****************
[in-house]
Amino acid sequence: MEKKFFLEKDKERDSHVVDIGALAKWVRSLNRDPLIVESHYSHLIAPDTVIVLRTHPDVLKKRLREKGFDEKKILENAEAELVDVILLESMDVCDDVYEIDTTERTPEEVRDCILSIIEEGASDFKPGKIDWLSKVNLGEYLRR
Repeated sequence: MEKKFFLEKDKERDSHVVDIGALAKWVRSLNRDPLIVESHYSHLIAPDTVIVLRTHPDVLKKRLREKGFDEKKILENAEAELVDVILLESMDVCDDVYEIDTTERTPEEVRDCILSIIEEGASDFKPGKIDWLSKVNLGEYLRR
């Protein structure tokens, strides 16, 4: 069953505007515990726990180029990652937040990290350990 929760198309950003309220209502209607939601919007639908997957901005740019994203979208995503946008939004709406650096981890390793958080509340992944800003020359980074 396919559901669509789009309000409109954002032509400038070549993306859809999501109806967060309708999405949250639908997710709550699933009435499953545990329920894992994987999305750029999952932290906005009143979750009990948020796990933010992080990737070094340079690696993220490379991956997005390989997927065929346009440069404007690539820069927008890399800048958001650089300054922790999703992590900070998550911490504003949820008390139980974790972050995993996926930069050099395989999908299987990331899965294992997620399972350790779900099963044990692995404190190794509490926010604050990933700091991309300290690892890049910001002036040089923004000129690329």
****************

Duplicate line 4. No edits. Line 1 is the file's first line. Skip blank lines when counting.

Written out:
């Protein structure tokens, strides 16, 4: 069953505007515990726990180029990652937040990290350990 929760198309950003309220209502209607939601919007639908997957901005740019994203979208995503946008939004709406650096981890390793958080509340992944800003020359980074 396919559901669509789009309000409109954002032509400038070549993306859809999501109806967060309708999405949250639908997710709550699933009435499953545990329920894992994987999305750029999952932290906005009143979750009990948020796990933010992080990737070094340079690696993220490379991956997005390989997927065929346009440069404007690539820069927008890399800048958001650089300054922790999703992590900070998550911490504003949820008390139980974790972050995993996926930069050099395989999908299987990331899965294992997620399972350790779900099963044990692995404190190794509490926010604050990933700091991309300290690892890049910001002036040089923004000129690329």